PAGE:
How Much Do We Know About Fracking?

Many people have heard of fracking and the controversy that surrounds it, but few know what it actually means, or what the environmental cost is. Fracking is a word that has a lot of politics behind it, and triggers a lot of immediate reactions, but many people do not even understand what it is.

Natural gas is a nonrenewable fossil fuel, but burns cleaner than coal or petroleum. Natural gas is used in many domestic and commercial applications. It is composed of simple hydrocarbons, mostly made up of methane. It is traditionally mined from gas fields using wells, but a large amount of gas trapped in shale formations cannot be mined in this way. Fracking allows that gas to be mined. Fracking, or hydraulic fracturing, works by injecting a high-pressure mixture of water, chemicals and proppant (solid material used to keep fractures open) into the shale, causing the shale to fracture and release the gas.

Fracking is a new way of mining natural gas, and there has been little time to see what long term negative effects it has on the environment. There are several specific concerns about fracking’s environmental impact. Fracking uses an estimated 70 to 140 billion gallons of water each year. This raises concerns about the impact on drinking water resources and the effect on aquatic ecosystems. Proppant used in the fracking, usually silicone based sand, needs to be mined, and can contaminate groundwater. Various chemicals are also added to the fracking fluid, some of which have very serious health consequences. Pollution from the fracking fluid can seep into drinking water reserves and aquatic ecosystems, threatening both natural and human health. The concerns about fracking are not just theoretical. There are multiple examples of spills like this occurring. In addition to the spills, there is a worrying lack of accountability, with gas companies failing to report the spills to the government.

Natural gas may be the cleanest burning fossil fuel, but if mining for it involves fracking, the trade offs may not be worth it. We still do not know the full potential to cause damage to the environment that fracking has, but that has not stopped numerous companies from setting up fracking sites. There over 2 million hydraulically fractured wells in the U.S., and around 95% of new sites use the procedure. To continue this trend of using technology without any consideration for its environmental impact is irresponsible and near-sighted.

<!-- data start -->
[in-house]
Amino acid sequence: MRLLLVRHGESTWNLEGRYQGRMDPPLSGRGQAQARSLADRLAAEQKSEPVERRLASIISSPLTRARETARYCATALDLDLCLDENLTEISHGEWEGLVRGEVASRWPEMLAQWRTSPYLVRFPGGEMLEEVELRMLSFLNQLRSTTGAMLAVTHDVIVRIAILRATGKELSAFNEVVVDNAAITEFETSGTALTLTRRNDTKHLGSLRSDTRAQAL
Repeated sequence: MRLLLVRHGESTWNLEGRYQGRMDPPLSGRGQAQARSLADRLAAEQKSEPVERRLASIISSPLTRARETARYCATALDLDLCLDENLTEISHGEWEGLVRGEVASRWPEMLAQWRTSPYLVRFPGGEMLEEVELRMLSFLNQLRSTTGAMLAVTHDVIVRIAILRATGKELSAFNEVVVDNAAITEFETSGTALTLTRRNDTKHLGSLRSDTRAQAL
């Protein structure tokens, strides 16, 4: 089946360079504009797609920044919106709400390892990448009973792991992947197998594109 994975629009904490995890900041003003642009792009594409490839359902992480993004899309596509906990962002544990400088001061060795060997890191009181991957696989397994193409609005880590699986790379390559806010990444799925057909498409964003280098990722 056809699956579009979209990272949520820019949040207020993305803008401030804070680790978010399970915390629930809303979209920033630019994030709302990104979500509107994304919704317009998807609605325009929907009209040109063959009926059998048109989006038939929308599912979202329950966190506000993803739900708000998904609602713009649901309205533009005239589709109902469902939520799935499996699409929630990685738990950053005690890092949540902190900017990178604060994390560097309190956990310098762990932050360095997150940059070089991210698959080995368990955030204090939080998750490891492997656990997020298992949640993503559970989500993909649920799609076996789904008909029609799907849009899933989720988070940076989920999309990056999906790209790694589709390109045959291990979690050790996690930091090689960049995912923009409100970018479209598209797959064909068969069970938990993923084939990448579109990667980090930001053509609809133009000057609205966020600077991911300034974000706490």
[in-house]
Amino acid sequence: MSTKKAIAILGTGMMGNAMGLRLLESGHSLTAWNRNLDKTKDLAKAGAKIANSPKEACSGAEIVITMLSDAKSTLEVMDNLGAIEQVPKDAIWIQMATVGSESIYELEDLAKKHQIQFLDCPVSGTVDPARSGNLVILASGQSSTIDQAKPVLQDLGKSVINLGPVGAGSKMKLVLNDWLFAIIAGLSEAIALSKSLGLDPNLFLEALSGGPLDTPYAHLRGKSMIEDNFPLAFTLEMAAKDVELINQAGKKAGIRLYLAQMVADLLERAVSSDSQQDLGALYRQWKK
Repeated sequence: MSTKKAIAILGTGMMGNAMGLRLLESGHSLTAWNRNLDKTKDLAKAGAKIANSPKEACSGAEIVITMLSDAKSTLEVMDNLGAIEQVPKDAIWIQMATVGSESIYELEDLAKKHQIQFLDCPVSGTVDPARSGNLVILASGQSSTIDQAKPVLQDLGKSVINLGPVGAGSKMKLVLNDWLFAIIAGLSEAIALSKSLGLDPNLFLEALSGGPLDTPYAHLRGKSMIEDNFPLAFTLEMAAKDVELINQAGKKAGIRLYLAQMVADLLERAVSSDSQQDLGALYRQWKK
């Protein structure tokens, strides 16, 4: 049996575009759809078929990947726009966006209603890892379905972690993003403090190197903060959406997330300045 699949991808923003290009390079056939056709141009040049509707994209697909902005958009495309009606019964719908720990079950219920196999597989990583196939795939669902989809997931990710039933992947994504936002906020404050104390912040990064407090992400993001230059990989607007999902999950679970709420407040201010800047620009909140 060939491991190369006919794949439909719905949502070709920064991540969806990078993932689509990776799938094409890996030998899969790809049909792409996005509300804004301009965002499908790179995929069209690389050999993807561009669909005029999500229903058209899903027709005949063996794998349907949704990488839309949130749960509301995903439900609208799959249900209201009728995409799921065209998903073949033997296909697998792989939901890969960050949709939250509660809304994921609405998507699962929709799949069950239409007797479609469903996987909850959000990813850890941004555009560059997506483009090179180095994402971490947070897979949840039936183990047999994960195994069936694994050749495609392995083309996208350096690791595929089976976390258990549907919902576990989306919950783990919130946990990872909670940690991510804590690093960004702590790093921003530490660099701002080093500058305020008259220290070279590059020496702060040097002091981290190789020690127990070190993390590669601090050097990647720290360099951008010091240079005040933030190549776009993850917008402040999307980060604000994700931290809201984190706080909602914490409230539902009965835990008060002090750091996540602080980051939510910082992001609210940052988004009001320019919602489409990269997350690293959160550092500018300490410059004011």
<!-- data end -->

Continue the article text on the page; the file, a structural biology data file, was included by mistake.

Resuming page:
Sources:

http://www.earthworksaction.org/issues/detail/hydraulic_fracturing_101

http://www.epa.gov/cleanenergy/energy-and-you/affect/natural-gas.html

http://www.csg.org/pubs/capitolideas/May_June_2012/fracking101.aspx

http://www.greenpeace.org/usa/en/campaigns/global-warming-and-energy/The-Problem/fracking/

Could Cheaper Oil and Energy Be Dangerous?

In the article titled, “Preserving Ancient Art In Land Marked For Solar Energy Development” by Jeremy Miller, we get a look at the dangers that come along with the benefits of the new fracking industry that has boomed in the US. Cheaper oil and energy seems to be a good thing, but there are prices to pay, including increased carbon in the atmosphere, which only speeds up climate change.  In fact, Figure 1 shows a chart of all the amounts of carbon dioxide emissions by the United States alone. (2)  As you could have guessed from Figure 1, carbon dioxide is the most popular greenhouse gas being released into the atmosphere by humans, harming the environment.

Figure 1: All U.S Carbon Dioxide Emission Estimates (2)

gases-co2

 

Alternatives would give us a brighter future, but they also come with problems. One example is the BrightSource Ivanpah Solar Power Facility, almost operational on the southern border between California and Nevada. This will be one of the larges utility facilities in the United States, “supplying nearly 400 megawatts of electricity, enough to power 140,000 homes during peak sunlight hours.” (1) This means 400 million joules of electrical energy every second. Compared with fracking, and the damaging pollution that it brings, an array of solar panels seems like a great idea. However, a whole list of issues has come up in the recent months while the solar panels were being installed. For example, the air around an active solar panel becomes heated. A large array of panels can create a “solar flux” (1), which is a pocket of super heated air that could rise and kill birds. This utility is built in the remote Mojave Desert, and may be endangering a rare species of desert land tortoise. This article shows that there is no easy answer to our energy needs. Even though peak energy consumption dropped off slightly after the 2008 recession, our country still needs to find clean, new, and efficient sources of energy that will have minimal impact on the environment. 

I always assumed that solar energy was good, and I was surprised at how many problems were arising from one energy plant. Another one that really struck me was the cultural impact: the land contains some ancient rock art from early Aztec people. Now the archeology is endangered. The descendants of those first natives still live in the area, but their communities are cut across by the array, and some of their native languages, which are only spoken by a handful of people today, are also now endangered by the solar panels. The result is that any new source of energy comes with problems, and these problems and issues need to be weighed against each other.

Sources:

(1) http://www.hcn.org/blogs/goat/preserving-ancient-art-in-land-marked-for-solar-energy-development

(2) http://www.epa.gov/climatechange/ghgemissions/gases/co2.html